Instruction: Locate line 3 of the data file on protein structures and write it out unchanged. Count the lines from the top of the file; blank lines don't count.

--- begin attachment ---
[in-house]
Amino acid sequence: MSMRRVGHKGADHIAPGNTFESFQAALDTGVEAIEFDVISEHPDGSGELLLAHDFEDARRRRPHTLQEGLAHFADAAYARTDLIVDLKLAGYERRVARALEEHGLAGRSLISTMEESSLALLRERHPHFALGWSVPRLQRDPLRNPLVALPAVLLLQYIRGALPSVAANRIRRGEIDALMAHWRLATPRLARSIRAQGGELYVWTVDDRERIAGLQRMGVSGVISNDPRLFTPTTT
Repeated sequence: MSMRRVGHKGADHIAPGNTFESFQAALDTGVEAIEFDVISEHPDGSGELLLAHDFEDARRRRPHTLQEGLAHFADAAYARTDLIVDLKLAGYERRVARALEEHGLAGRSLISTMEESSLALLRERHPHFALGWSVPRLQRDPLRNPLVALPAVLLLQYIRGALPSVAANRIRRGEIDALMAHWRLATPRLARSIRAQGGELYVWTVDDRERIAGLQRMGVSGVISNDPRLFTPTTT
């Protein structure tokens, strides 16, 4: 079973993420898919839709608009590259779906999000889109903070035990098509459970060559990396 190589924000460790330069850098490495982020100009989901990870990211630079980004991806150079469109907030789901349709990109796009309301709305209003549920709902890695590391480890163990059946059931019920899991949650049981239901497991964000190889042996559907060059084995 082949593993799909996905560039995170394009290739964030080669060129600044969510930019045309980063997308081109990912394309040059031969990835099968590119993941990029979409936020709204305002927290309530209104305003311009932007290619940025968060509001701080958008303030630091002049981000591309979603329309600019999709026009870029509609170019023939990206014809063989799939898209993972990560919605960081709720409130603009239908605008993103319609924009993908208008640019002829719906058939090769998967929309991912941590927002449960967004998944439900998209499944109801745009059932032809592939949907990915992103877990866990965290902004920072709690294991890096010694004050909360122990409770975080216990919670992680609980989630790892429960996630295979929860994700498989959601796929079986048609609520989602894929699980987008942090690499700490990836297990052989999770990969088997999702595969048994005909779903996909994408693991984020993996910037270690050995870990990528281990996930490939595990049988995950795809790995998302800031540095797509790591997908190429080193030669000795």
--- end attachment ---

Repeated sequence: MSMRRVGHKGADHIAPGNTFESFQAALDTGVEAIEFDVISEHPDGSGELLLAHDFEDARRRRPHTLQEGLAHFADAAYARTDLIVDLKLAGYERRVARALEEHGLAGRSLISTMEESSLALLRERHPHFALGWSVPRLQRDPLRNPLVALPAVLLLQYIRGALPSVAANRIRRGEIDALMAHWRLATPRLARSIRAQGGELYVWTVDDRERIAGLQRMGVSGVISNDPRLFTPTTT